How did Pichard end up in footwear? “It was very spontaneous,” said the 32-year-old, who launched in 2011. “I won a competition for young designers, and three seasons later, I was sold at Le Bon Marché.” The Paris-based designer, who is now carried at Colette and Dover Street Market, uses eye-catching materials — from laser-cut leathers to treated satins. On her customer wish list? “Pamela Anderson. This dream came true.” — C.A.


Island life infuses Valia Gabriel’s eponymous sandal collection, which is handmade in Greece and takes cues from her travels there. “I wanted something that would reflect my own style and personality,” said the 40-year-old, whose home base is in the Bahamas. The minimalist line launched in 2011 and has been picked up by Net-a-Porter and seen on Alessandra Ambrosio, but Gabriel has a simpler goal: “to always try and make it better.” — Jennie Bell


The Article No. team has a discerning customer in mind during the design process. “We’re appealing first and foremost to ourselves,” said Joshua Willis, one of the brand’s four founders. “If it stands up to that test, then we know it will work.” In a competitive space, the confident California-based label landed retailers Barneys and Kith. “Our lasts, combined with our athletic aesthetic and luxury materials, make for a unique signature.” — C.A.


Combining her Swedish and Saudi Arabian heritage, Atlanta-based designer Miriam Aldainy takes a worldly approach to her women’s collection, which launched last season. “The designs reflect my distinctive background,” Aldainy, 33, said of the Scandi-style sharp lines and eight-pointed star motifs that evoke Middle Eastern architecture. “I call my shoes modern arabesque.” It’s fitting, then, that she launched with an event at Dubai’s Level Shoe District. — M.L.H.


Co-founders Jonathan Horemans, 30, and Javier Goggins, 31, see their loafers paired with everything. “We love wearing the same shoe with a tuxedo or jeans,” said Horemans. The styles are handmade in a Paris atelier. “We couldn’t find a great-looking, comfortable shoe that was appropriate for work and travel,” said Goggins. Galet is touring the Hamptons this summer in a mobile pop-up and will soon open a Paris flagship that will offer bespoke services. — C.A.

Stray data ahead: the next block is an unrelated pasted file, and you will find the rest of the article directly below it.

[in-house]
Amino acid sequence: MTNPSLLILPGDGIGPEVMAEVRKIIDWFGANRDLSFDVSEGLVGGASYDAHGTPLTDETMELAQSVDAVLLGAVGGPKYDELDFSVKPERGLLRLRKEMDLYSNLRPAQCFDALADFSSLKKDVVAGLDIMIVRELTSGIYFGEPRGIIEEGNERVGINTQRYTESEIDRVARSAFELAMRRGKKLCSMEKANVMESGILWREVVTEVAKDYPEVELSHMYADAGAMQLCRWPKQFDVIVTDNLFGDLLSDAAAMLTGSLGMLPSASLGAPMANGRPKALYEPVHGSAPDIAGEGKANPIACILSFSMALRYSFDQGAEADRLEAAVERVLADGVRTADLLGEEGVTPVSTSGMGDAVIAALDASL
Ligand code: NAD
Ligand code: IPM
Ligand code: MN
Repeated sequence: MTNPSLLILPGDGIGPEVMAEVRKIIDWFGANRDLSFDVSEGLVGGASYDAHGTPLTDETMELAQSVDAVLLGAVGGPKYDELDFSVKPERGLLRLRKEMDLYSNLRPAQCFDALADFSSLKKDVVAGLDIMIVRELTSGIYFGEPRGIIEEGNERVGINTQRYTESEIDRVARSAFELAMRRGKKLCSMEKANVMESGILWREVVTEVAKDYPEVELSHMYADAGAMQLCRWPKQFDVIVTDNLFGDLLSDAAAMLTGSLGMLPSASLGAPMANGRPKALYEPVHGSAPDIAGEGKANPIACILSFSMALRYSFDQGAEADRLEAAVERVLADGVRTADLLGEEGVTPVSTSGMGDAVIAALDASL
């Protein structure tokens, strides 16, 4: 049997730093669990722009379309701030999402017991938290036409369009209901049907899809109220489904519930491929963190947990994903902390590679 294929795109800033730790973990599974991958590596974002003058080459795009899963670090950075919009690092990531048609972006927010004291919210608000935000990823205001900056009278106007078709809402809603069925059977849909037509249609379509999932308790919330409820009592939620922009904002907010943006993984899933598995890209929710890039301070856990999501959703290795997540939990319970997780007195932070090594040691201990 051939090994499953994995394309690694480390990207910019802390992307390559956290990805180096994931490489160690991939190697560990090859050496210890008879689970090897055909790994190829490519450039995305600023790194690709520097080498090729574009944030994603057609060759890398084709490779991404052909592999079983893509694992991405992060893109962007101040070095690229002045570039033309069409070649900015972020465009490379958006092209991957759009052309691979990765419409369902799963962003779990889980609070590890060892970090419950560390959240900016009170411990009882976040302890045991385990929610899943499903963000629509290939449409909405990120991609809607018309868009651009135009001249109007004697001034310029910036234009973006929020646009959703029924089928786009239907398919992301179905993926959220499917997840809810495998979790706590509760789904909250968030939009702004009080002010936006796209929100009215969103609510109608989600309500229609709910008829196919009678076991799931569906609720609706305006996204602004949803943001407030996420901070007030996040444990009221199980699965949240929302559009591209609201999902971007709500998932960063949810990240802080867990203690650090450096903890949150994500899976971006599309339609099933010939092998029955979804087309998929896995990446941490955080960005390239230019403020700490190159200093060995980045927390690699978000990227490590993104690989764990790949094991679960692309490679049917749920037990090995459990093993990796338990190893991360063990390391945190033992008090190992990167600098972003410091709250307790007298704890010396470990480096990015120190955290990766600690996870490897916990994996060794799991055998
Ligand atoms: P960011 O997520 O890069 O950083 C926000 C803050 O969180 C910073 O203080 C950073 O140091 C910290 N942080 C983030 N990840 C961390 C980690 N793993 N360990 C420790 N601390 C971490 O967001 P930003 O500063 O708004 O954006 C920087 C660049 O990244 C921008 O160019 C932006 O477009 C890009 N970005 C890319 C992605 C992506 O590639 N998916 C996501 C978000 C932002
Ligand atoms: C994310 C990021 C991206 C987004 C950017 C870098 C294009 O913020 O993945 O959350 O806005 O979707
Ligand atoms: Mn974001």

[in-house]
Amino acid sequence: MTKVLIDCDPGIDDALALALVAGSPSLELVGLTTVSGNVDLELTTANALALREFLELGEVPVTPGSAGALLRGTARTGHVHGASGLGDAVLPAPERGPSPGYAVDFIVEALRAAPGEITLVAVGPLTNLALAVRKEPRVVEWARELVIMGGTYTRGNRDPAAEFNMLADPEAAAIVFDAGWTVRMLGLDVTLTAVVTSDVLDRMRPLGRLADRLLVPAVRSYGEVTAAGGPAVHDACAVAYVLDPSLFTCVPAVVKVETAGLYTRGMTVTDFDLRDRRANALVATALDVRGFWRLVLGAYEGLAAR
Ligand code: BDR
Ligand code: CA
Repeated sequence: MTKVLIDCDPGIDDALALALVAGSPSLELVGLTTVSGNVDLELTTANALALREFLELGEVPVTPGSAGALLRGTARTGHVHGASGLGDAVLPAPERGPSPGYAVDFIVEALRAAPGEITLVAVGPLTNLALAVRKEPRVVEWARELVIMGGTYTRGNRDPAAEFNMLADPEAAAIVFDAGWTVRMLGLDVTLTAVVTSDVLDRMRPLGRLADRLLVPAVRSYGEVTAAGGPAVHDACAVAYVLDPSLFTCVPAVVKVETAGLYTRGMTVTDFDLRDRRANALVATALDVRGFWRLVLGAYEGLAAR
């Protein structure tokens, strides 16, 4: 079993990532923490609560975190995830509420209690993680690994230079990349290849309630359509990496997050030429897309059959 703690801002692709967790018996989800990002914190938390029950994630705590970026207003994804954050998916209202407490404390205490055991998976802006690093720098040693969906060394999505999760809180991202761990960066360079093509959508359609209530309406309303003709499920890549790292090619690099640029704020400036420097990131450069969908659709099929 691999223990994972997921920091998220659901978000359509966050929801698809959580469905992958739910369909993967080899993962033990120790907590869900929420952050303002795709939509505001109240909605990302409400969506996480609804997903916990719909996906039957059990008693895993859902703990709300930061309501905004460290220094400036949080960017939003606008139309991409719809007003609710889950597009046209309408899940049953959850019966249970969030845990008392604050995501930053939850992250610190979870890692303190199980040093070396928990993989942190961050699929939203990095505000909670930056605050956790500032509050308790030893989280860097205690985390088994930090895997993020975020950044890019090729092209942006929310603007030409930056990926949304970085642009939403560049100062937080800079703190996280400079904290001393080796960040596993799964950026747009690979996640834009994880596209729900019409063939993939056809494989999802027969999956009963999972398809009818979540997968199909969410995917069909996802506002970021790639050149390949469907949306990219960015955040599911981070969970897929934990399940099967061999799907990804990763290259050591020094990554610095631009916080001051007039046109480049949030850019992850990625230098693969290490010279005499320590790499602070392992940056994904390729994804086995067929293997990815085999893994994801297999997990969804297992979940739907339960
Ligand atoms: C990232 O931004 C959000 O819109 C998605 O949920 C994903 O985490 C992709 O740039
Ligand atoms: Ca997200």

After attending Ars Sutoria, London-born, Kuwait-based designer Najeeba Hayat, 24, started her label (named for a heroine in 19th century Russian literature) in 2013. “It’s my own cartoon spin on Victorian forms,” she said of her whimsical-meets-walkable silhouettes, which are made in Italy. “I want to appeal to happy girls who find joy in my escapist aesthetic. I dream of dressing the Auntie Mames, Gigis and Eloises of the world.” — M.L.H.


“Today’s dearth of chic simplicity,” as Cecilia Bringheli put it, motivated her to start a women’s and men’s label with her brother Lorenzo in 2010 that captures the sprezzatura of the Milanese cognoscenti. “Growing up, I always saw our mother wearing oxfords, loafers, slippers or sandals,” says Bringheli, 30, who followed suit sartorially. “No matter what, she always put on an elegant flat shoe.” The epicine styles are stocked at Nordstrom, and Bringheli offers custom pairs in classic silhouettes at CB’s boutique and studio in the heart of Milan’s artsy La Brera district. — M.L.H. 

C.B. Made In Italy
Cecilia Bringheli and and C.B. Made In Italy Farfalla loafer.
CREDIT: Courtesy images.